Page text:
duck-shaped pain


Where I Ramble On About Idaho, Sort Of

If I had a crapload of money, I would bid on this. I know that's not what you would buy. But I would.

One thing I try to collect when I have the money to are the guidebooks to each state published during the Depression by the Federal Writer's Project of the Works Progress/Projects Administration, one of the agencies of the New Deal. These books, called the WPA guides or the American Guide Series, were the first complete set of guidebooks to the United States. I currently own the WPA guides to Colorado and, of all states, Alabama. [1] I'm trying to obtain copies of Arizona, Utah and New Mexico next, but I'd like to have all of them someday.

The Idaho one is notable because it was the first one printed. This wasn't orignally the plan. The guides were to be published in an orderly fashion, starting with Washington, D.C., then New England, the mid-Atlantic states, and so on, moving further south and west. Doing this was difficult enough -- the staffs for most guides were poorly organized, under-funded, and some states couldn't find any writers to work on their guidebooks.

However -- the head of the Idaho project, Vardis Fisher, decided to just go ahead and write the whole Idaho guide himself, without any input from anyone from the national project. It was printed in Idaho, and its publication came as a complete surprise to the WPA back in Washington. Because of this, the Idaho Guide (real title: Idaho - a Guide in Word and Picture) is unlike any of the other guides in appearance, structure, and character. The ones that came later were much more standardized. If I remember right (I don't have any of my books or reference information handy), the Writer's Project administration was furious that Idaho, this state out in the middle of nowhere, had beaten out everyone for the honor of being first.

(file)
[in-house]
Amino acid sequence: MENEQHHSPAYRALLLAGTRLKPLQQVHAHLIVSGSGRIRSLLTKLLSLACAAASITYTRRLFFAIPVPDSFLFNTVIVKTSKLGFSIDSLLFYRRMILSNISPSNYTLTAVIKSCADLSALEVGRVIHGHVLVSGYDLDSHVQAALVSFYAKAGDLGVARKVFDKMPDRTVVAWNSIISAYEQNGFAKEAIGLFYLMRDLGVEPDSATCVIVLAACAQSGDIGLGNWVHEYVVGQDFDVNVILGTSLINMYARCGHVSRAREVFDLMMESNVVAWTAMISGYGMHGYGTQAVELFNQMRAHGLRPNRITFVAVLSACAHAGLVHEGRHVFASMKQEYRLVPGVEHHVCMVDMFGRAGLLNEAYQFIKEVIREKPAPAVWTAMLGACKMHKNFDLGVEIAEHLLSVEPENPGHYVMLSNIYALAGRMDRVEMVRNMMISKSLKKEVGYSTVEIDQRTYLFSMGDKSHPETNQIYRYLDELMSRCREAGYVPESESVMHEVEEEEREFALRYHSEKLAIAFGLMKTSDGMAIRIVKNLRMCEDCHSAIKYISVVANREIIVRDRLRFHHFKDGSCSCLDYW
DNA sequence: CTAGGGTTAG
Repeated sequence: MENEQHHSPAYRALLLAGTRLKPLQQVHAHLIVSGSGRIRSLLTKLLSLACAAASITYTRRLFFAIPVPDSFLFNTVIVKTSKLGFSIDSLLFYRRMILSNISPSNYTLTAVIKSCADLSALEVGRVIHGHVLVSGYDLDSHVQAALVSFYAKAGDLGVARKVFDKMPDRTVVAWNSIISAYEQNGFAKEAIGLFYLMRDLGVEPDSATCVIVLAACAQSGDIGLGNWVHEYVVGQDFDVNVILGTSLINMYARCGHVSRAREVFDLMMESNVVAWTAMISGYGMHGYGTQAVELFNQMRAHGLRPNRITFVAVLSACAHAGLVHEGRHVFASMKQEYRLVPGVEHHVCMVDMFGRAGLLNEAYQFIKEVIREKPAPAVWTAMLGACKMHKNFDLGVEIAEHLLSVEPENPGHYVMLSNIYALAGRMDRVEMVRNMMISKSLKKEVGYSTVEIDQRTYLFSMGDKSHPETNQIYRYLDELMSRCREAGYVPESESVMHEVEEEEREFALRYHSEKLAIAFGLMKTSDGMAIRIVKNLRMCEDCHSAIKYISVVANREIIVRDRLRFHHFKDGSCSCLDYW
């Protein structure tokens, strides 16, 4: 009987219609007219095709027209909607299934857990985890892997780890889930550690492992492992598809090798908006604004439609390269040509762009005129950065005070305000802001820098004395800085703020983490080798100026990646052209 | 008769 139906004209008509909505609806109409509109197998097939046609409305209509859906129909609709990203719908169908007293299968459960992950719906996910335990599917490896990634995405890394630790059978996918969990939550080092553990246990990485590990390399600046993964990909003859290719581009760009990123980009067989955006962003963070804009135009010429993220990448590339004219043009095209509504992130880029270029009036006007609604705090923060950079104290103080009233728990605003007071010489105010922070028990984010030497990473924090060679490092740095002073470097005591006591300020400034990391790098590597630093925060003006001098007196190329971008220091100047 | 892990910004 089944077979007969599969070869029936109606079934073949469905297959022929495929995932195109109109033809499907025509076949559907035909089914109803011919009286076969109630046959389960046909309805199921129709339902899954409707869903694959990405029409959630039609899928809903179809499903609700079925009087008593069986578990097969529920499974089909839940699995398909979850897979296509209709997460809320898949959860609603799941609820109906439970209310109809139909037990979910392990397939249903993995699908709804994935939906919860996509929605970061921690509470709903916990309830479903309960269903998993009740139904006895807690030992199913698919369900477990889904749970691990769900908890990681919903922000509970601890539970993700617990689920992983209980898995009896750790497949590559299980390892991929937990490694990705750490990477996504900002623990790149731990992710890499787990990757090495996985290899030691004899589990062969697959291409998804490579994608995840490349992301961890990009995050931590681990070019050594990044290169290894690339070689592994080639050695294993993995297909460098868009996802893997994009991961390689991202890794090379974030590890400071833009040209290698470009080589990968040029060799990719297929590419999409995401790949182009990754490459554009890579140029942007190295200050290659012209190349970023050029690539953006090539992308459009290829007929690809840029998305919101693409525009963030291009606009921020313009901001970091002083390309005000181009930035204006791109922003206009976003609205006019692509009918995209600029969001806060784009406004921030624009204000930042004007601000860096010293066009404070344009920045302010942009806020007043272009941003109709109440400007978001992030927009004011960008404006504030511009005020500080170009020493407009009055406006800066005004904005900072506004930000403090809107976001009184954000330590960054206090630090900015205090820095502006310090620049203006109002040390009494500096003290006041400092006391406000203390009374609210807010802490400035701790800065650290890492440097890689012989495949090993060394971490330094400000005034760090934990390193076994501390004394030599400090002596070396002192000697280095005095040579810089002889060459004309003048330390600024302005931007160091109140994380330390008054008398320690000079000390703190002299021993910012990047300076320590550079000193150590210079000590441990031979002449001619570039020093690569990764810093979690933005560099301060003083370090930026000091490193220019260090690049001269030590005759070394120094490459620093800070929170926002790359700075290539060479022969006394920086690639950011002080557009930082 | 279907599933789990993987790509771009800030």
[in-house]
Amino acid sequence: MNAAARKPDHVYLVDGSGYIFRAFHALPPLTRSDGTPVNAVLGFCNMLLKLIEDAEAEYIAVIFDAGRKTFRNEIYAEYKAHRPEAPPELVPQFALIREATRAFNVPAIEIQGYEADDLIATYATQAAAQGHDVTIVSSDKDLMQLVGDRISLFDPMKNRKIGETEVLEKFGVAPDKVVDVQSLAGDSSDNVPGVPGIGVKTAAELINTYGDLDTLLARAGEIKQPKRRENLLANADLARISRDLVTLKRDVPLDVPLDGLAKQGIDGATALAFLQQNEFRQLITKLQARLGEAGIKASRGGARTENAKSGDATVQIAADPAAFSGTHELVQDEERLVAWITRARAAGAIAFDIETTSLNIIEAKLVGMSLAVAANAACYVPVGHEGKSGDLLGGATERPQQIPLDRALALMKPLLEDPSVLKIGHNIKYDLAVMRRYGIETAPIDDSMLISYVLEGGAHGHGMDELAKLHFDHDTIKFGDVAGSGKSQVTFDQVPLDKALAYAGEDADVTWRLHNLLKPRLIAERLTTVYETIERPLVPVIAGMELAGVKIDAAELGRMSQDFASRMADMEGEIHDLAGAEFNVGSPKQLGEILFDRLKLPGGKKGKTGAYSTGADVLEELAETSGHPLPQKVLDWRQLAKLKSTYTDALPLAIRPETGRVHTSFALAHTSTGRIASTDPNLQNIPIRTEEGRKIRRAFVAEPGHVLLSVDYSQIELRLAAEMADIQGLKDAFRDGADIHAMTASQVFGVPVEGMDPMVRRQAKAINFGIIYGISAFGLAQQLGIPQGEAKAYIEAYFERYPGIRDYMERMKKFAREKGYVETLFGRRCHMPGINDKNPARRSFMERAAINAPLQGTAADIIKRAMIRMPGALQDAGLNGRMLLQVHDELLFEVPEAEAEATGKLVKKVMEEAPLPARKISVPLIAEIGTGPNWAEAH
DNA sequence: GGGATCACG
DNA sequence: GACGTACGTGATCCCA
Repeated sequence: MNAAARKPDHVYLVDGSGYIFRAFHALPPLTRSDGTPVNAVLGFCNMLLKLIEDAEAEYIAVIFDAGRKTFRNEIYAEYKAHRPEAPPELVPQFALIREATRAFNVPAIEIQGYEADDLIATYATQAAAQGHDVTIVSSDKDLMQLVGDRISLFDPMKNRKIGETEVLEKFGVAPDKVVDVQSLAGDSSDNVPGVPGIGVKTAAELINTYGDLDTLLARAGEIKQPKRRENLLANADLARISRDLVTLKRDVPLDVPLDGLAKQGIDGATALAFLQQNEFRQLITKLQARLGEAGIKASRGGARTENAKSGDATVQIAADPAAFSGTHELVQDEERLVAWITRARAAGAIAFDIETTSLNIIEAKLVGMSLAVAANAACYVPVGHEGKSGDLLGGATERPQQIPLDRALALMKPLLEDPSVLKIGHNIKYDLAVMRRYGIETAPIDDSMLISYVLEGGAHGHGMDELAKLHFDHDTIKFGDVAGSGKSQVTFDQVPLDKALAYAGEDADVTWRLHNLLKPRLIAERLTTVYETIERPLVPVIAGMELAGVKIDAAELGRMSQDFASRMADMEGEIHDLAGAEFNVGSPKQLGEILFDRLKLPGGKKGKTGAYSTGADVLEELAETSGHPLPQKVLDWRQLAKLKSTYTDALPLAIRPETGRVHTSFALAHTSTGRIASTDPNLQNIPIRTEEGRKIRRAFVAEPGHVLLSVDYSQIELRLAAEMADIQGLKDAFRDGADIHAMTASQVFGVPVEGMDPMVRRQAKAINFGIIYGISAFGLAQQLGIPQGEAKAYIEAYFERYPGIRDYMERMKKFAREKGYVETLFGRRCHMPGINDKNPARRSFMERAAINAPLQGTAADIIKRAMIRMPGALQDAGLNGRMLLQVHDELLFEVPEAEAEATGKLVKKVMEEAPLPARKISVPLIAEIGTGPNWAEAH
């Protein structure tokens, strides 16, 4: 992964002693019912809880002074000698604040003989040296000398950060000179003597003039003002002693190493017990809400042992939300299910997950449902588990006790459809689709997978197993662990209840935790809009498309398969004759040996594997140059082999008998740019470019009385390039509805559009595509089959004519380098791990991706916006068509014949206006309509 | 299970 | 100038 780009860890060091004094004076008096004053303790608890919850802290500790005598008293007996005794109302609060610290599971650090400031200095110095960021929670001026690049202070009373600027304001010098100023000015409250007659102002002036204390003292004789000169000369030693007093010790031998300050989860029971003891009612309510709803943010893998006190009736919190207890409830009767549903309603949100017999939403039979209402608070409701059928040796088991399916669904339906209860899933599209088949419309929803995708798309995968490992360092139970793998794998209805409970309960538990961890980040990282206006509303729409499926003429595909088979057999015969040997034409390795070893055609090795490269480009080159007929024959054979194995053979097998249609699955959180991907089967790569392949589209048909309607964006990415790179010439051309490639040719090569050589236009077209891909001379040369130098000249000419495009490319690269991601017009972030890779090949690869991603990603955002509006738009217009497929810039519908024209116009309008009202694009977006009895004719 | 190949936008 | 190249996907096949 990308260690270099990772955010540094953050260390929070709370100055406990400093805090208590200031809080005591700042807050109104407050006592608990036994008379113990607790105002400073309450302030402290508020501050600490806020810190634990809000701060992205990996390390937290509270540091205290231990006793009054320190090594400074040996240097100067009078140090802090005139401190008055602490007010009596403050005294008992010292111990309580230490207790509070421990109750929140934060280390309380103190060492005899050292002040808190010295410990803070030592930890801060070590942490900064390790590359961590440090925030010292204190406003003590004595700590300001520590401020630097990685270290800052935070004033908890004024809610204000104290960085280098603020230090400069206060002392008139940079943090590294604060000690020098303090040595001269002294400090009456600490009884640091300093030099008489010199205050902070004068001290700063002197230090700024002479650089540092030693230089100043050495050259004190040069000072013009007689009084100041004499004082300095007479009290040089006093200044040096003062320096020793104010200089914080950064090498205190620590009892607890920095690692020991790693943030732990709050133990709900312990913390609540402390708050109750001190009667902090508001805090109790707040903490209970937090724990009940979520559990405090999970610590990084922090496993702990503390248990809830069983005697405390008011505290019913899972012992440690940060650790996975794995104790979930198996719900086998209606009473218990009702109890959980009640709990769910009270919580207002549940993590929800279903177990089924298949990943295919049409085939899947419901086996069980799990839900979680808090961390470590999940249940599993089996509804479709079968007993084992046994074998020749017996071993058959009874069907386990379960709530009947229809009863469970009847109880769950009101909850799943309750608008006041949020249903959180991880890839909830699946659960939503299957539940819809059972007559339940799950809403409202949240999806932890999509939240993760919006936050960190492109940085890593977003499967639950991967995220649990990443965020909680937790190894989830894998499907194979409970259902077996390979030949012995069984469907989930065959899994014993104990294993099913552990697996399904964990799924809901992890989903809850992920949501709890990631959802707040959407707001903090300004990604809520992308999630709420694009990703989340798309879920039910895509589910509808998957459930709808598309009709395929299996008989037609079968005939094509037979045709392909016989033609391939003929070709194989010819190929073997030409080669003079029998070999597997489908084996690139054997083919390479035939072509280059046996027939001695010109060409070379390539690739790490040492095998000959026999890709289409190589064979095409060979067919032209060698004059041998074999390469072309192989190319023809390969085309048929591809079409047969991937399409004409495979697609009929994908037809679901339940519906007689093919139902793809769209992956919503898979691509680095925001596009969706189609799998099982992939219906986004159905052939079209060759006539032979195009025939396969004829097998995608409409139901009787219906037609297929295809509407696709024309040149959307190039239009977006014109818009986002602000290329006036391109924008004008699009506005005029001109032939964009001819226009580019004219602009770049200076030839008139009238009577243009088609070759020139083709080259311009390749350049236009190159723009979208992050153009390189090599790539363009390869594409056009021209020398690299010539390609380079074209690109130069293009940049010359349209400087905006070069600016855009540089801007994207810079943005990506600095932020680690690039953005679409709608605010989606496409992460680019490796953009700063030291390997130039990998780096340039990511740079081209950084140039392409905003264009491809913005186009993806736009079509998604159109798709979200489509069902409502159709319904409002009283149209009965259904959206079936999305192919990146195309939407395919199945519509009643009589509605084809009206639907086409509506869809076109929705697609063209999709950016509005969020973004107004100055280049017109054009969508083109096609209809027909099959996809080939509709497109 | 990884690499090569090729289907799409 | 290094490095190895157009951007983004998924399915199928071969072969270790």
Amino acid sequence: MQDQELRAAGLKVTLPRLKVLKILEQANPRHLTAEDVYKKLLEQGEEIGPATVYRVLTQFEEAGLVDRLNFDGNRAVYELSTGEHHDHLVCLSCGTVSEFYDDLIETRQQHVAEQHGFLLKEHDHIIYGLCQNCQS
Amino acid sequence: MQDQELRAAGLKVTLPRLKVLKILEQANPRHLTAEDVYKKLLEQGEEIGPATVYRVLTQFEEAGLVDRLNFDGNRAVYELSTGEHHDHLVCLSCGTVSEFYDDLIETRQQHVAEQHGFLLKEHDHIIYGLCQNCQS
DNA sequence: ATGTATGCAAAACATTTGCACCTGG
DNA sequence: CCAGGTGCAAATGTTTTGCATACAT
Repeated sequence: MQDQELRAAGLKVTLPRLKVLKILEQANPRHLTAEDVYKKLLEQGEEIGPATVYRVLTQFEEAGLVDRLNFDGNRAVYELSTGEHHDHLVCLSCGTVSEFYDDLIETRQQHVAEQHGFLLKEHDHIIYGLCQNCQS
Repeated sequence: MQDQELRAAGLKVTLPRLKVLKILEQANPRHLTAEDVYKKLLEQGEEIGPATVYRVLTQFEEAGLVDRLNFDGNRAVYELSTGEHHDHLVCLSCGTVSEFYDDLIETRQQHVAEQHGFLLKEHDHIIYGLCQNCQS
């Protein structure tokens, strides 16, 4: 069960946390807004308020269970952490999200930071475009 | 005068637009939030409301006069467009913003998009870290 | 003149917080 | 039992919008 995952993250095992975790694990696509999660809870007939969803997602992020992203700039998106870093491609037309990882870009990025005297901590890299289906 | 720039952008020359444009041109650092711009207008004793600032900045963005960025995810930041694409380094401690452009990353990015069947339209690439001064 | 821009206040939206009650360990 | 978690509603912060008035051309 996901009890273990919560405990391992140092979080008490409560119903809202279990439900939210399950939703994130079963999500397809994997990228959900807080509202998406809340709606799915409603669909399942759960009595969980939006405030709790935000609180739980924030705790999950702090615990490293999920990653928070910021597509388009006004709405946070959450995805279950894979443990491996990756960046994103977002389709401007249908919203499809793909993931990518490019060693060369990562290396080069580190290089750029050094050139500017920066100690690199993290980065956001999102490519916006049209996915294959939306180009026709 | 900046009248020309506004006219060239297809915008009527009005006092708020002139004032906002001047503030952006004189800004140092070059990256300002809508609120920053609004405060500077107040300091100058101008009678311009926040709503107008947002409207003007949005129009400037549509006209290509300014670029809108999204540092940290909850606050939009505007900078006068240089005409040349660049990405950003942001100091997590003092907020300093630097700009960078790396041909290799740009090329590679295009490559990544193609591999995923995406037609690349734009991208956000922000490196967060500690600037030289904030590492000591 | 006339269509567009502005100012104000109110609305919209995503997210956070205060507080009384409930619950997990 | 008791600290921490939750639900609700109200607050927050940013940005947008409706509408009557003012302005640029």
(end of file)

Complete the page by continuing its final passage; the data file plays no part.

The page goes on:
Anyway. That's what I'd buy if I had money. BTW, there's generous excerpts of two of the state guides -- Minnesota and Tennessee -- available on the net. These excerpts lack the entries about individual cities and the scenic route information found in all the guides, but they'll give you a pretty good idea what they're like.

Here's an irritating situation: you go out to get some Chinese take-out for supper. You think you're going to get some good food, but then the people a few ahead of you in line buy all the food. This happened tonight. Someone came to the dollar-a-scoop chinese place in town to buy food for their 25-strong band of hungry relatives, and ended up buying all their food, except for the crappy-looking wontons. So I had to wait around for them to cook new food, because I was dead set on Chinese food. On the other hand, it was extremely hot fresh when I got around to eating it. But it was sort of odd to be standing and looking at these people and realizing that, hey, they're buying all the food!

Plant emergency tonight. It's Monsoon Week here in the desert, so it's been raining off and on for the last few days. A few hours ago, it started raining all of a sudden, accompanied by very strong winds. I went out to move the strawberries off the ledge so they wouldn't blow away, and I got outside just in time to see the mint plant blow by, right in front of me. So I had to go chase the plant as it blew out of the yard and down the street. When I finally caught it, it was ok. Not too much dirt gone, not too much trauma inflicted. Poor little guy, though. I moved it and the oregano inside after that, since they're in little pots susceptible to such wind. that I read that, I feel all motherly or something like that. So I'd better tell you that after I saved the mint, I watched men lift logs and pull 70-ton planes around on TV for awhile. I was amused, of course, that they kept calling lifting logs and pulling planes a "sport." That's not a sport.

[1] Alabama was found at a thrift store. It's the only one I've seen at a thrift store, which I find puzzling. They were pretty popular in their day and were reprinted many times, so it's strange you don't find more of them around.

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